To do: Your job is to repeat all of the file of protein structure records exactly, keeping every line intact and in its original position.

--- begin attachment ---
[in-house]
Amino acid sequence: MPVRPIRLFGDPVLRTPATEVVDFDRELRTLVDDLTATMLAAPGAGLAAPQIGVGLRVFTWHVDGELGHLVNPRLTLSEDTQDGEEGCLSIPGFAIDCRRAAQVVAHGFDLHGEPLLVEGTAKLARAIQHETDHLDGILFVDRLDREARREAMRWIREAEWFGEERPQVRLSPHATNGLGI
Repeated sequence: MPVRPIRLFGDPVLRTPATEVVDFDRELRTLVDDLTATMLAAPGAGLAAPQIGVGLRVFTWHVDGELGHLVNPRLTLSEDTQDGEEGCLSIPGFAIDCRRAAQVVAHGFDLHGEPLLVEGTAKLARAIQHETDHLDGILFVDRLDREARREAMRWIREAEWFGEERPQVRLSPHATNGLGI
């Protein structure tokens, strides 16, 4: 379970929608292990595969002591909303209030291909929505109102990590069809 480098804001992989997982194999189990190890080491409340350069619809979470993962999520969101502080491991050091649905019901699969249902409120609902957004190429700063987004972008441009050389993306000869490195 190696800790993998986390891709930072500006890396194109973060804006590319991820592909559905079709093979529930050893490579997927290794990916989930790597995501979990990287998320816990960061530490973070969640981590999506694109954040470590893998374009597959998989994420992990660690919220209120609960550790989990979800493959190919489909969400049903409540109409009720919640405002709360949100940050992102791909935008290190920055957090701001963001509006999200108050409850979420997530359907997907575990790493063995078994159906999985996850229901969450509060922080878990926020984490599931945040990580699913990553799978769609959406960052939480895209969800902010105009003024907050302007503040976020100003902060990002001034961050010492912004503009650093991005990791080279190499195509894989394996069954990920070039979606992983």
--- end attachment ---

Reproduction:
[in-house]
Amino acid sequence: MPVRPIRLFGDPVLRTPATEVVDFDRELRTLVDDLTATMLAAPGAGLAAPQIGVGLRVFTWHVDGELGHLVNPRLTLSEDTQDGEEGCLSIPGFAIDCRRAAQVVAHGFDLHGEPLLVEGTAKLARAIQHETDHLDGILFVDRLDREARREAMRWIREAEWFGEERPQVRLSPHATNGLGI
Repeated sequence: MPVRPIRLFGDPVLRTPATEVVDFDRELRTLVDDLTATMLAAPGAGLAAPQIGVGLRVFTWHVDGELGHLVNPRLTLSEDTQDGEEGCLSIPGFAIDCRRAAQVVAHGFDLHGEPLLVEGTAKLARAIQHETDHLDGILFVDRLDREARREAMRWIREAEWFGEERPQVRLSPHATNGLGI
């Protein structure tokens, strides 16, 4: 379970929608292990595969002591909303209030291909929505109102990590069809 480098804001992989997982194999189990190890080491409340350069619809979470993962999520969101502080491991050091649905019901699969249902409120609902957004190429700063987004972008441009050389993306000869490195 190696800790993998986390891709930072500006890396194109973060804006590319991820592909559905079709093979529930050893490579997927290794990916989930790597995501979990990287998320816990960061530490973070969640981590999506694109954040470590893998374009597959998989994420992990660690919220209120609960550790989990979800493959190919489909969400049903409540109409009720919640405002709360949100940050992102791909935008290190920055957090701001963001509006999200108050409850979420997530359907997907575990790493063995078994159906999985996850229901969450509060922080878990926020984490599931945040990580699913990553799978769609959406960052939480895209969800902010105009003024907050302007503040976020100003902060990002001034961050010492912004503009650093991005990791080279190499195509894989394996069954990920070039979606992983």